I have never felt more out of my depth.

My husband Glyn and I were nearing the end of our long-haul flight from New Zealand to Budapest, Hungary. Up until this moment, I had been fairly calm and collected, because the whole process of planning this trip to Hungary had been smooth and positive. But sleep deprivation was starting to kick in and the recliner on the airplane seat never goes back as far as you need it to.

Oh, did I mention we were also travelling with an 18-month-old baby girl? Minna May is the apple of my eye, but during that long, arduous, 30 hour trip, there were definitely moments that tested the limits of parental love. She slept a grand total of 90 minutes for the whole 17 hour flight to Qatar. NINETY PRECIOUS MINUTES. I am not going to lie, it was one of the most challenging mum days to date.

Back in early 2017, I decided to take my baby girl for a trip down south to visit my family and give Glyn a nice weekend of peace and relaxation. During that weekend, my husband and I both ended up separately watching movies about Eastern Europe and the vulnerable people groups there, which is what started this whole journey to Hungary. There were obviously ups and downs to the process— fundraising, planning for Minna, getting time off work, finding the right country, etc. But all these things came together so smoothly, and there we were, off on our big adventure.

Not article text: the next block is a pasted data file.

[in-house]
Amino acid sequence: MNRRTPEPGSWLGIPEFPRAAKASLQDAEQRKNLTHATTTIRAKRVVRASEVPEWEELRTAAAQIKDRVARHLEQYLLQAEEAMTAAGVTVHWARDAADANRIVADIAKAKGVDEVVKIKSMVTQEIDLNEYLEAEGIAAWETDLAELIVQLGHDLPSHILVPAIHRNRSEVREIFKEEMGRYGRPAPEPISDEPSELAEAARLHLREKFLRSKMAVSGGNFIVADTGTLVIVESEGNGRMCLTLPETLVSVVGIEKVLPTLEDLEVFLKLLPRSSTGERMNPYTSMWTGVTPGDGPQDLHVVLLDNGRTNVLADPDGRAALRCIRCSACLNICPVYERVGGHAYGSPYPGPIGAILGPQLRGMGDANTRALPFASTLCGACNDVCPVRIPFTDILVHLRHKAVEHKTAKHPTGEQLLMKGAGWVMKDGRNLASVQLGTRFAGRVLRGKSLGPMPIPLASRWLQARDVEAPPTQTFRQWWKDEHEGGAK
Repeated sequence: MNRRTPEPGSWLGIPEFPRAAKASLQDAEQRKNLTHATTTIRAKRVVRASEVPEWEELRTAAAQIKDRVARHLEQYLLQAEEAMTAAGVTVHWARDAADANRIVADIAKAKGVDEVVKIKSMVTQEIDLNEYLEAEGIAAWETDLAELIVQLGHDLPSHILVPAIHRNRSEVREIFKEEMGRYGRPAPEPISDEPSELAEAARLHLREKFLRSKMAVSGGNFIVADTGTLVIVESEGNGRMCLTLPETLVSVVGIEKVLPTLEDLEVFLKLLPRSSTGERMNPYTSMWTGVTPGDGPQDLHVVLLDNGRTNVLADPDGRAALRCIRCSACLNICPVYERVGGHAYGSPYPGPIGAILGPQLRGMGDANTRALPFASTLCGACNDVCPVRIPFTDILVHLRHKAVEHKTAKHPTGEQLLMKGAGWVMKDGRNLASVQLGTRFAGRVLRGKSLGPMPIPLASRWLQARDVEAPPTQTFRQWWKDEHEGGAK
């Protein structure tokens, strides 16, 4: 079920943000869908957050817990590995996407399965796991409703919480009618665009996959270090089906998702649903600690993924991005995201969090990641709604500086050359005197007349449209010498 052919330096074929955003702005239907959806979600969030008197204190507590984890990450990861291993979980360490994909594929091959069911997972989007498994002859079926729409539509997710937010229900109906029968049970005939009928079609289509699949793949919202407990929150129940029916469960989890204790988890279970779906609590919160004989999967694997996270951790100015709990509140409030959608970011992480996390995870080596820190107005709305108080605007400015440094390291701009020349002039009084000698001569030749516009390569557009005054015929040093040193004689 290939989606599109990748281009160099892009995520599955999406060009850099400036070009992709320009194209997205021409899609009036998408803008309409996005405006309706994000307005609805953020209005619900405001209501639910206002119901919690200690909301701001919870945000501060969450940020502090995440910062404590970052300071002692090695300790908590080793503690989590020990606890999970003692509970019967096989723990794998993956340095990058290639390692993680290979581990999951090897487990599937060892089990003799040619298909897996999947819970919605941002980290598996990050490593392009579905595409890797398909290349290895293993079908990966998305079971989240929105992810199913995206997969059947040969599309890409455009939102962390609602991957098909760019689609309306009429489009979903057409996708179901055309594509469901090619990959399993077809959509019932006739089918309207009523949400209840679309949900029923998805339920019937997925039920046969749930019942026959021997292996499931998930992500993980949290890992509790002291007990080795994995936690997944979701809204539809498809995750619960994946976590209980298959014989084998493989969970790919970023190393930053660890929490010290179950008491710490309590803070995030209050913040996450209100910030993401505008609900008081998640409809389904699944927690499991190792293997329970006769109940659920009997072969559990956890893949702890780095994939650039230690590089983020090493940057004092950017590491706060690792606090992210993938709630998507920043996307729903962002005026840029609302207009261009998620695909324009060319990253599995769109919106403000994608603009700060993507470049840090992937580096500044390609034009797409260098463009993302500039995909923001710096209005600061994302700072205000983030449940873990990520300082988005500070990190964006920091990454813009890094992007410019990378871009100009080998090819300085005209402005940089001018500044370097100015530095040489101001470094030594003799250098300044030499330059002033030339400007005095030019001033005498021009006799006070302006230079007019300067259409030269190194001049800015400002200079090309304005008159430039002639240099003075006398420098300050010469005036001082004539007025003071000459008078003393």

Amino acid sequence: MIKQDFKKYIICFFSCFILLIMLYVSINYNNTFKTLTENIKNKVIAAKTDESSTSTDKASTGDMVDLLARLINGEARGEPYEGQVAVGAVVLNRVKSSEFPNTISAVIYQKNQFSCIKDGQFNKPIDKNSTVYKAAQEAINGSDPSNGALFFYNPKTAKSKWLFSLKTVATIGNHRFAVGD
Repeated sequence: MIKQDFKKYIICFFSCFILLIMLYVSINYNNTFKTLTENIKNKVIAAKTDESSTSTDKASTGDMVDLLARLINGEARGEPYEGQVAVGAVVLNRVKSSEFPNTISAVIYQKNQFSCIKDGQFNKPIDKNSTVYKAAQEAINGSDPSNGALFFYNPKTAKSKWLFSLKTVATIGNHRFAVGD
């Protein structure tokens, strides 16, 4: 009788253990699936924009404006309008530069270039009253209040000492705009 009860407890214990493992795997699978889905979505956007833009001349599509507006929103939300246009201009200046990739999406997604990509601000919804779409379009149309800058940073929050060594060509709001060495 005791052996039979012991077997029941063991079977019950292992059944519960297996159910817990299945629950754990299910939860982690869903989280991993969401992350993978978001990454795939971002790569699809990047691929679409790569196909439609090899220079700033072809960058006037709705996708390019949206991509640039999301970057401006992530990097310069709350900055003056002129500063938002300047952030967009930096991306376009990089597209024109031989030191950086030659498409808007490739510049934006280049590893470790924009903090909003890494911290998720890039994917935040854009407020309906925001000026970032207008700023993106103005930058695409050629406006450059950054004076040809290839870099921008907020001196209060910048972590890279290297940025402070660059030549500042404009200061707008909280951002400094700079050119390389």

But turbulence and that pesky gap between optimism and reality began to bite.

I just kept telling myself, “Just manage. Just stand. You don’t have to be stepping forward right at this moment. So what if Minna watches a little more TV than you like on this flight. So what if you have to cater to most of her whims to keep her from disturbing all the passengers. You just have to get to the end of the flight.”

And you know, it comes. The end comes. The good times finally do come. When that final plane landed, I felt my head lifting above the water ever so slightly. When we walked out of the Budapest luggage carousel to meet our host, I could have cried with relief. We had made it.

And you know what? I think this is what missionary life could be like. I think there are going to be good times and there are going to be great people. But sometimes, there are going to be long-haul journeys where we’re doing all we can to just keep our heads above water.

But when God says go, I hope I’m always answering, “How far?”


– By Näomi Johnston, OMS Hungary Volunteer